Elijah, now a widower, found solace with a woman 19 years younger. Her name was Teresa A. Inman, and on September 15, 1878, they were married in Whitfield County, Georgia. Two months later, his youngest daughter, Theodosia, gave birth to a son, James Madison "Jim" Owens, Jr. It is not known exactly what happened to the Kilgore family after Elijah's second marriage, but by 1880, all the children had left home; some had left the state. David, Jeff, Theodosia and her two children were living in a house together in Catoosa County. Theodosia's baby, Lillie Augusta Owens, was barely two months old. (Lillie was my great-grandmother). I believe there was a rift in the family after Elijah remarried, whether on the part of his new bride, Teresa, or on the part of his grown children, is not known. Elijah became a father again in October of 1881. They named the little girl, Ida Lee Kilgore. Elijah was 65 years old. When Ida Lee was about 11 years old, her father's health began to decline and he made his Last Will and Testament. Everything was left to his wife Teresa, and, in the event of her death, to his 11-year-old daughter, Ida Lee. Apparently, Jeff Kilgore, who married in 1882 to Tennessee Rinkle, owed his father some money, because in the will Elijah said:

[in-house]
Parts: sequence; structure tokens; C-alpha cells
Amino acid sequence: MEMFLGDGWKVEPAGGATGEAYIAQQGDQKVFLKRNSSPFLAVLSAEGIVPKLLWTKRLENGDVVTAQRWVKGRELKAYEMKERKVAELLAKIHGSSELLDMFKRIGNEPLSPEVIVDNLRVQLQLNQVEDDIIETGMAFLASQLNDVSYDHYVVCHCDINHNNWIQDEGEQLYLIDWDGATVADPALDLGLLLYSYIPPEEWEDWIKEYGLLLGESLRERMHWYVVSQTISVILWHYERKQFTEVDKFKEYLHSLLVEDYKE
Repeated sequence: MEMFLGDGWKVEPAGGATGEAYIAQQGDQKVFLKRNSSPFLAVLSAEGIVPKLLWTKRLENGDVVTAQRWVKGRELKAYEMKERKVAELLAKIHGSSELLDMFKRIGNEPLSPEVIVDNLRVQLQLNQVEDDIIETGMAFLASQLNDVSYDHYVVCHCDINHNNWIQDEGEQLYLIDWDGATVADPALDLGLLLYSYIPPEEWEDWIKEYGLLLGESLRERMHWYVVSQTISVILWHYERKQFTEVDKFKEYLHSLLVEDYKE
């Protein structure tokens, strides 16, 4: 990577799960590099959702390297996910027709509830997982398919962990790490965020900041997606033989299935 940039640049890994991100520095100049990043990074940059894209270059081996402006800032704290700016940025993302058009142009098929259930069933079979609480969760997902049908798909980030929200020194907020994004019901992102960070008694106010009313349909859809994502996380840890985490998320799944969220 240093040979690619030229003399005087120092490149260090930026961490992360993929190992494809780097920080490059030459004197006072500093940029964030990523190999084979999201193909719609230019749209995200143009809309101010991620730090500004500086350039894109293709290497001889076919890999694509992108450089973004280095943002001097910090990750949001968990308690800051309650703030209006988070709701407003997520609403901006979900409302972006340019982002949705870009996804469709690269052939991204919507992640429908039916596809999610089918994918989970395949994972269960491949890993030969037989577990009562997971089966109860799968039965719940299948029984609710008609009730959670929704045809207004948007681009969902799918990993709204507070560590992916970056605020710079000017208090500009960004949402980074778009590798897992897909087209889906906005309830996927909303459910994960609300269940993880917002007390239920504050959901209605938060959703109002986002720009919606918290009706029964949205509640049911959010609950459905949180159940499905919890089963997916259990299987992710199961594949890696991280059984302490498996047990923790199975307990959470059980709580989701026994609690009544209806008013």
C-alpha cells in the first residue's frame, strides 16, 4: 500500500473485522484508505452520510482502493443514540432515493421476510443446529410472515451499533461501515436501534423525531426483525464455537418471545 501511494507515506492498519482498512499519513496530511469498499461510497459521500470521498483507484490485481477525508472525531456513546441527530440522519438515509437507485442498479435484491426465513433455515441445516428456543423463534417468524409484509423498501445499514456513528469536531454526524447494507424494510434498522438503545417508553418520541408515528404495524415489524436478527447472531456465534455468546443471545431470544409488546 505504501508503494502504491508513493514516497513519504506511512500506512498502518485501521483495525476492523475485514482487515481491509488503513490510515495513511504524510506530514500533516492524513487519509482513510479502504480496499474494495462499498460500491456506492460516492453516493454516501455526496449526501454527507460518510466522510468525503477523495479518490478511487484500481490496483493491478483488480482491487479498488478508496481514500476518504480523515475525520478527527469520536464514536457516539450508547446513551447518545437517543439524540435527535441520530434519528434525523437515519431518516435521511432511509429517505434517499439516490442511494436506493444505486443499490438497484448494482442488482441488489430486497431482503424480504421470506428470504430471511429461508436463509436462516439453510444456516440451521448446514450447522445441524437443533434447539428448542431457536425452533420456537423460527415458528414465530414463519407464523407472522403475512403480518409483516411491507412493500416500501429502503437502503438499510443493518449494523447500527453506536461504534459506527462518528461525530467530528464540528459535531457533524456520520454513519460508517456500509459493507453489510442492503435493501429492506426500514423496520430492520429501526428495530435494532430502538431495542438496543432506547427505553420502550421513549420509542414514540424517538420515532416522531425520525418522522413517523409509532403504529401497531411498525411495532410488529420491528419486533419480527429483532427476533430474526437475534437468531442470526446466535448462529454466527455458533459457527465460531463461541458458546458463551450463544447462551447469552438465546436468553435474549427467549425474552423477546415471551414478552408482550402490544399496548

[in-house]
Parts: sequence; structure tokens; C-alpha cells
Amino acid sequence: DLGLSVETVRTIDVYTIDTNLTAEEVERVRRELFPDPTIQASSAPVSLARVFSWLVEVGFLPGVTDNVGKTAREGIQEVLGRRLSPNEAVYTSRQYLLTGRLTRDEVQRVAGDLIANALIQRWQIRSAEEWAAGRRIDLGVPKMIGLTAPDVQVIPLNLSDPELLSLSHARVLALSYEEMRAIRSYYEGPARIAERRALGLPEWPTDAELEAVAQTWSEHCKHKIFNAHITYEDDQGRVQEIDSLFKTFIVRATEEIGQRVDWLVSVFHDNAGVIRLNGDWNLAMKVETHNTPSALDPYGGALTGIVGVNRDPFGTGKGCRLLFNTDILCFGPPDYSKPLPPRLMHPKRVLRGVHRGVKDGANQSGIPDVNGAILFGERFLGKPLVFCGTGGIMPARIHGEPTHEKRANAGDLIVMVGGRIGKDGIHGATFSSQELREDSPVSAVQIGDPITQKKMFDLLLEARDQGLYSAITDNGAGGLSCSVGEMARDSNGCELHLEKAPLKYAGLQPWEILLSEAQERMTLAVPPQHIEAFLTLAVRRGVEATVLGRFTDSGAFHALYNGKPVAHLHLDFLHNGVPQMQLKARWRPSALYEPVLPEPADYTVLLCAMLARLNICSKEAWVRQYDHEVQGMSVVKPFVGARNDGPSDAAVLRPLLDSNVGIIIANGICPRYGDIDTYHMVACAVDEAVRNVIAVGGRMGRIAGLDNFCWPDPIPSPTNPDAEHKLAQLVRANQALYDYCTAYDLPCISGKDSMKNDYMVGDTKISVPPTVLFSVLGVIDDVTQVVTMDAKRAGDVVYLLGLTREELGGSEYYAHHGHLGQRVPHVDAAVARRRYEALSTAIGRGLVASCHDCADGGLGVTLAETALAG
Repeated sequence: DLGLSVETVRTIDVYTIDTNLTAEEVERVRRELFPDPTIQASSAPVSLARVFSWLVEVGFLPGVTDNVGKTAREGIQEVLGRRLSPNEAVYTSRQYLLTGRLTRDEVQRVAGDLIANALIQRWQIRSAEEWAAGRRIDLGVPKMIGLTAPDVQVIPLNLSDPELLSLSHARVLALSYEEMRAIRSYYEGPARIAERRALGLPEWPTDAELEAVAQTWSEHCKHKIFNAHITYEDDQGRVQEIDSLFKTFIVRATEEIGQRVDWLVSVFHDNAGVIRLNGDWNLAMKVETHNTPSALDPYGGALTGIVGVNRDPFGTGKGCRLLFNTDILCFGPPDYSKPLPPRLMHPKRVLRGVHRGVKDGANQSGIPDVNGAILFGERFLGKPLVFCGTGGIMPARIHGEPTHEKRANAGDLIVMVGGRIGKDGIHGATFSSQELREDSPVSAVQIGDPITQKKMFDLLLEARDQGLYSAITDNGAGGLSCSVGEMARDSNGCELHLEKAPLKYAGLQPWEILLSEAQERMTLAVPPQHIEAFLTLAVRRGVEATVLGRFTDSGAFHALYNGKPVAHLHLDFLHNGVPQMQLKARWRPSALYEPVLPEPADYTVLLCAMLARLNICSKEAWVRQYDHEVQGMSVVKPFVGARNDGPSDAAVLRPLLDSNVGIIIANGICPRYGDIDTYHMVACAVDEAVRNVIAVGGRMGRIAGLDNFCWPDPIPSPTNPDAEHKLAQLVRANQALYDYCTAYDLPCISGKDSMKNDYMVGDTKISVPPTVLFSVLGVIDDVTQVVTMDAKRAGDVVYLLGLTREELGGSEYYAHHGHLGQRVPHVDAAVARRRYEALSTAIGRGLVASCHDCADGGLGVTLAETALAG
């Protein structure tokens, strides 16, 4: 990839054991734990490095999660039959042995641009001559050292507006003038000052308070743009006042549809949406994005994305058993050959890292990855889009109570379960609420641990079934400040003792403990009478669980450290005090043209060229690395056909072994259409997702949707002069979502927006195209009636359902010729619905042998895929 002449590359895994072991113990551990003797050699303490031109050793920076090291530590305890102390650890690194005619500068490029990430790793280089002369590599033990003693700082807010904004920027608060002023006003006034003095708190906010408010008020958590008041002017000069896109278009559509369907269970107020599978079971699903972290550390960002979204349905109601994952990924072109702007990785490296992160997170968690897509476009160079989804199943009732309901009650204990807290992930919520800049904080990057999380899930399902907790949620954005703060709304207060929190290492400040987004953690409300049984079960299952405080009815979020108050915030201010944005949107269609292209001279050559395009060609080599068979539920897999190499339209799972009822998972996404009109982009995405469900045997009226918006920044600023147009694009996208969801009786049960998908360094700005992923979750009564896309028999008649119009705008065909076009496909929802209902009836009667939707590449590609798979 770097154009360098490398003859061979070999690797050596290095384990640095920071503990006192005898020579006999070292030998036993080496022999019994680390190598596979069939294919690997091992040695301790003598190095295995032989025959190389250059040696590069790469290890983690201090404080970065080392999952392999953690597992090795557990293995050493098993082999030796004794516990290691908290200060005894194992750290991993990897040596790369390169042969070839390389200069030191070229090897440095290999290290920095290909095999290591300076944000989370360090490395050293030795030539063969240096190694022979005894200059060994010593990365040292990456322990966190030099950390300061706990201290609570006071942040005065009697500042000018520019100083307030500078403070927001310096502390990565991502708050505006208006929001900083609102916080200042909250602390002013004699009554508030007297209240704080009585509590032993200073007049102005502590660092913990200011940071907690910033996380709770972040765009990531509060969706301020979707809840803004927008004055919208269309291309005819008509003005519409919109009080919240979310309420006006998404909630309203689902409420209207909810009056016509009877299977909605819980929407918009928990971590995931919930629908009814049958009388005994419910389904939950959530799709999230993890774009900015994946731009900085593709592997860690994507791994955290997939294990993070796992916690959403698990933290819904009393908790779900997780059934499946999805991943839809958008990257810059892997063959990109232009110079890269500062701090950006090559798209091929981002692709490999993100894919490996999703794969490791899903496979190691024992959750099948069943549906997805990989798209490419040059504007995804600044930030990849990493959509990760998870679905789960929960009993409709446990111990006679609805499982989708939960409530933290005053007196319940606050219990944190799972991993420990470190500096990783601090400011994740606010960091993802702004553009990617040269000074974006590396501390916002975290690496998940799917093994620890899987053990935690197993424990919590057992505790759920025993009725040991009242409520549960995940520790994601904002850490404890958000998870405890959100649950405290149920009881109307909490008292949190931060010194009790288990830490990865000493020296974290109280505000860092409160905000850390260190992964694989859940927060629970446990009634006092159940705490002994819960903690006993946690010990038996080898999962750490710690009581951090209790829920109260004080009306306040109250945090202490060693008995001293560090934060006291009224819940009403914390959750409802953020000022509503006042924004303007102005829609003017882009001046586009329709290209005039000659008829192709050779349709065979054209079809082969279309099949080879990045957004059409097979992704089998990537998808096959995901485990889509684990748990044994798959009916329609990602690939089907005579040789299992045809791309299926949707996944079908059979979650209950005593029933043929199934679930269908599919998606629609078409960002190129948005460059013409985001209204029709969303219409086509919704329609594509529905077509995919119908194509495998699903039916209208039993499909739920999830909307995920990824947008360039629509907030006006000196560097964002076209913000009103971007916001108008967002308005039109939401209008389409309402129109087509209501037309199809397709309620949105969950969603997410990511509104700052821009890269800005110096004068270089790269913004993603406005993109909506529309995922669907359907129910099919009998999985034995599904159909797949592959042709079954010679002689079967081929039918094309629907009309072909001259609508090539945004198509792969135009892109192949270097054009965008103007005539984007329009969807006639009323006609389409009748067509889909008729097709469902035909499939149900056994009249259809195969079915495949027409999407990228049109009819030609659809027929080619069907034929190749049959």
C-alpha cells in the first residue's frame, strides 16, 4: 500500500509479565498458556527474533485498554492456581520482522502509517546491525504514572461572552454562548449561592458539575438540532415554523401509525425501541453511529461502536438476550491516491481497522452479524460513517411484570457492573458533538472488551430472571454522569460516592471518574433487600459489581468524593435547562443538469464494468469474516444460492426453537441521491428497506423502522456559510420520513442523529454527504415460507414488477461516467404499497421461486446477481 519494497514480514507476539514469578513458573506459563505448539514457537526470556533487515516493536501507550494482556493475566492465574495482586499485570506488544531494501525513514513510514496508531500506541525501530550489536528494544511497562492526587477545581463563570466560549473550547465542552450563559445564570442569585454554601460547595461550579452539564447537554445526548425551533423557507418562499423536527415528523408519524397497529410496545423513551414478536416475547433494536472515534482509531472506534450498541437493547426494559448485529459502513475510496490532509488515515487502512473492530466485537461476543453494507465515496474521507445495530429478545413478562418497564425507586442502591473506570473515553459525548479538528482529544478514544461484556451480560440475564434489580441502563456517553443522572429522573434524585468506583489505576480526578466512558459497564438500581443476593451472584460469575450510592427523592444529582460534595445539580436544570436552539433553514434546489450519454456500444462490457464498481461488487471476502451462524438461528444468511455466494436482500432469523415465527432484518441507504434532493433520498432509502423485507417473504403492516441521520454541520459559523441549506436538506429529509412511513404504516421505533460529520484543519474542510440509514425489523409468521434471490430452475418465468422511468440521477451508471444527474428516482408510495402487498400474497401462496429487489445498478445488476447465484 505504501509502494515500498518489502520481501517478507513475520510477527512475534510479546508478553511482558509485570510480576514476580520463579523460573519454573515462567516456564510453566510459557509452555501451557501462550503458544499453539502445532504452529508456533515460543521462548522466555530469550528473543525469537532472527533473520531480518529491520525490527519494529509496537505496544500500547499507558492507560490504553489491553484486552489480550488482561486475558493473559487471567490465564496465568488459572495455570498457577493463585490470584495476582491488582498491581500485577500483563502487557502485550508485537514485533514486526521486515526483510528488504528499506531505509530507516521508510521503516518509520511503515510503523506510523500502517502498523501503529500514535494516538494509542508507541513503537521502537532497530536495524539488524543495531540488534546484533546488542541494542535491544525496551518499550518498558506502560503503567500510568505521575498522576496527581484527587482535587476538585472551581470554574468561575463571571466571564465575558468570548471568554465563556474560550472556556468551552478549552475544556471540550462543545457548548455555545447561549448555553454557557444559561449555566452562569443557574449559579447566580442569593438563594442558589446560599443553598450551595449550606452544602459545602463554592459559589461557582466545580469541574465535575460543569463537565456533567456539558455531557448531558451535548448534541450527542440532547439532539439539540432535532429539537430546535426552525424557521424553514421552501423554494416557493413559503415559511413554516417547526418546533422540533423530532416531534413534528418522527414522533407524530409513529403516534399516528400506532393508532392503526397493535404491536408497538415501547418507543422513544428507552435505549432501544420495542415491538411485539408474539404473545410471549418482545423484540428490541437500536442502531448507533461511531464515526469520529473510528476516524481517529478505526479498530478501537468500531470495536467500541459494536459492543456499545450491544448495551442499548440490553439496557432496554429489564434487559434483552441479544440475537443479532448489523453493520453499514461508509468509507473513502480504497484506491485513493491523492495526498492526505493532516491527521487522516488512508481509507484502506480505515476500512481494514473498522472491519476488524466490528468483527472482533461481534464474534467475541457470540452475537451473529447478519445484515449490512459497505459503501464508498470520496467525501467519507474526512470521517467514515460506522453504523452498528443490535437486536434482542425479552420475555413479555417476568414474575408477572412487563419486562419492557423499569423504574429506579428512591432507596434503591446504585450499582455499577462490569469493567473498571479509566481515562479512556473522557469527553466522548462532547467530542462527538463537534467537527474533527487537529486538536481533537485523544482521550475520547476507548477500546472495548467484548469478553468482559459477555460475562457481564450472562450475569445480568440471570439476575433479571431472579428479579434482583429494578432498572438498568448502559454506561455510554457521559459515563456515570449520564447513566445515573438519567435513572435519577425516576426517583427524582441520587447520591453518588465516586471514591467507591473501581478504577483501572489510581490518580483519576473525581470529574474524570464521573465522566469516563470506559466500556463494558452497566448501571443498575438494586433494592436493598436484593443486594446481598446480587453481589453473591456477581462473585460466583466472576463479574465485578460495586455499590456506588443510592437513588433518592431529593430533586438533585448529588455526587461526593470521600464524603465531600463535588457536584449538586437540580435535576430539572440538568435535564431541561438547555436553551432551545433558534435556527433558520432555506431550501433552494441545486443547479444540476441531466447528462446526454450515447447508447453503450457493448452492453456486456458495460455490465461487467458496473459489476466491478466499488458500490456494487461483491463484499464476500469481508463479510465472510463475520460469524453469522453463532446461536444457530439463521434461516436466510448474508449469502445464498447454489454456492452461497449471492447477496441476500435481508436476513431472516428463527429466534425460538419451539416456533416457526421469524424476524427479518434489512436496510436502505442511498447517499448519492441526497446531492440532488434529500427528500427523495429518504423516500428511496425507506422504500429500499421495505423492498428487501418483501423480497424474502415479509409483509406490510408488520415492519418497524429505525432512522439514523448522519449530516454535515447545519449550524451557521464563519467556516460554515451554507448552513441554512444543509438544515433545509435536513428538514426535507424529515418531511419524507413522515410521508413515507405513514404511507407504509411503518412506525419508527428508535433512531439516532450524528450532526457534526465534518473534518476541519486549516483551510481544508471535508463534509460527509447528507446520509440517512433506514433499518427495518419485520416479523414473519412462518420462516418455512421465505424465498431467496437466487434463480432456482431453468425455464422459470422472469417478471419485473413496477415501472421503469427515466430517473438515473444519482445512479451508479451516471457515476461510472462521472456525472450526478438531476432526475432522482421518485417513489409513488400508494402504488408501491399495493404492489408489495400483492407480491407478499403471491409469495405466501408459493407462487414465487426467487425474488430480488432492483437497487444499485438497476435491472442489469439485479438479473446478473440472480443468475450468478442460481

"With respect to my worldly estate, I give and bequeath to my loving wife Terressa all of my lands and household furniture and such money as may be in my house at the time of my death, and all of my stock and farming implements with proviso that if my son Jefferson pays my wife Terressa $150 in six years after my death, then my wife must make Jefferson's son a good and sufficient title to 80 acres lying on the east side of my home, lot #76, and further bequeath that at the death of my wife Terressa, all of the foregoing property to descend to my daughter, Ida Lee Kilgore. If Jefferson fails to pay the $150, then in that case the title is to remain in my wife Terressa [Terressa's] name."